A majority of Ontarians are against the Liberal government's plan to privatize Hydro One, a new poll suggests.
The Mainstreet Technologies survey found 60 per cent of respondents disapprove of selling off a majority of the public electricity company to the private sector, compared with 24 per cent in favour and 16 per cent unsure.
What's more, 77 per cent of respondents said they believe privatization will increase electricity prices, compared to just 9 per cent who said rates would go down and 14 per cent who said the sell-off would have no effect.
Premier Kathleen Wynne plans to sell 60 per cent of Hydro One on the stock market, in several increments. The first installment, of 15 per cent, is to be floated within the year.
The Liberals believe they can raise $9-billion from the privatization. Of that, $5-billion will pay down debt in the electricity sector while $4-billion will be used to build new transit lines.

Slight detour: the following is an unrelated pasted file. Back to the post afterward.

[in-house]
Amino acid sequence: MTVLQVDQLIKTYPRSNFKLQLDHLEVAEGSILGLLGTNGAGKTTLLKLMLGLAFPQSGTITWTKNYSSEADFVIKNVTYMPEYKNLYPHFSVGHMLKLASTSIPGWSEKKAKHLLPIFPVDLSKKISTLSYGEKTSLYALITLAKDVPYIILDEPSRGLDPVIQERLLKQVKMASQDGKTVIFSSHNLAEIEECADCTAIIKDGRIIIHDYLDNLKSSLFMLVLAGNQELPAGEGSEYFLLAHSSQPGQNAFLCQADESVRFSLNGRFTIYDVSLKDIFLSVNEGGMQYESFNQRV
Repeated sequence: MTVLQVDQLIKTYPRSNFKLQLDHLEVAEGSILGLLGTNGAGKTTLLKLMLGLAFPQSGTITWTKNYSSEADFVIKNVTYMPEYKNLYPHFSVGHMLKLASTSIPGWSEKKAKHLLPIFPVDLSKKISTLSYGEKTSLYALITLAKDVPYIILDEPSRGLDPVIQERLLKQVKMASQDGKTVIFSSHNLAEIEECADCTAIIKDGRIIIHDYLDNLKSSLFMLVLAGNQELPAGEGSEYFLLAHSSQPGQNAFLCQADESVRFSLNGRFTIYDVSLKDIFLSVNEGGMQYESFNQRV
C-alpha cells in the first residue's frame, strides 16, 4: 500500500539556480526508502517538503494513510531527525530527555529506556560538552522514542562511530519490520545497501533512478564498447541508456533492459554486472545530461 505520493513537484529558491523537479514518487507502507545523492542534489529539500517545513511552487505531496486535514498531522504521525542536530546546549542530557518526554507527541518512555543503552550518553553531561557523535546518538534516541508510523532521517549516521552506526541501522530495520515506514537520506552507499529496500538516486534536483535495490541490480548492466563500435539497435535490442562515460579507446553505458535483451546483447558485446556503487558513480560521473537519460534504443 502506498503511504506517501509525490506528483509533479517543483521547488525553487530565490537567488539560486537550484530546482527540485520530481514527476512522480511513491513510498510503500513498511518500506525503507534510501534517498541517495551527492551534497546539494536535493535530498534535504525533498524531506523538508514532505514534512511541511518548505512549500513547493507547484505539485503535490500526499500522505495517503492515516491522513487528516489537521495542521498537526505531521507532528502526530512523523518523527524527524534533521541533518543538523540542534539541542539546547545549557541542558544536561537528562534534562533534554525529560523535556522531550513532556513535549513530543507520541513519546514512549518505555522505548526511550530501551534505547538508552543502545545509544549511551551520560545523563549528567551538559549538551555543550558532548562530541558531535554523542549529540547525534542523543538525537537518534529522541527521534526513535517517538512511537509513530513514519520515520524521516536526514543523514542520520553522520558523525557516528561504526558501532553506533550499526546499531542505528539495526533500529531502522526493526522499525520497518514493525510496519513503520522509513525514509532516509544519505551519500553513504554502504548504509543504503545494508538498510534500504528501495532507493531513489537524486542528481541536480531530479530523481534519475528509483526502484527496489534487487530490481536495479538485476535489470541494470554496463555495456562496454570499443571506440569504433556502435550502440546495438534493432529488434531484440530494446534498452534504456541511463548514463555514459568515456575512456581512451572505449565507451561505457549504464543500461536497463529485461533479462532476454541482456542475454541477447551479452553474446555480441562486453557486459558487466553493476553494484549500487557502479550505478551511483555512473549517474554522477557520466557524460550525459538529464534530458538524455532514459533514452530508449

The poll numbers suggest government could have a tough time selling the plan to the public. With a majority in the legislature, the Liberals can easily push the sale forward. But the incremental sell-off plan means that at least some of the sales would likely come close to the next election, in 2018.
So far, the Liberals have tried to soft-pedal the Hydro One sell-off. They refuse to use the word "privatization," instead opting for such euphemisms as "broadening ownership" or "unlocking value."
And when Ms. Wynne announced the privatization plan two weeks ago, she played up a different, more popular announcement made at the same time – the decision to allow some grocery stores to sell beer – and played down Hydro One.
Public-sector unions have launched a radio ad campaign claiming the sell-off will lead to higher electricity prices, and both the opposition Progressive Conservatives and NDP have spoken out against the plan in the legislature. Earlier this week, NDP Leader Andrea Horwath also announced an anti-privatization petition and tour of the province.
Hydro One controls nearly all of Ontario's transmission lines, and also serves as the local distribution company for 1.4 million households.
Mainstreet polled 2,445 Ontarians using interactive voice response technology on April 28. The poll is considered accurate to plus or minus 1.98 percentage points, 19 times out of 20.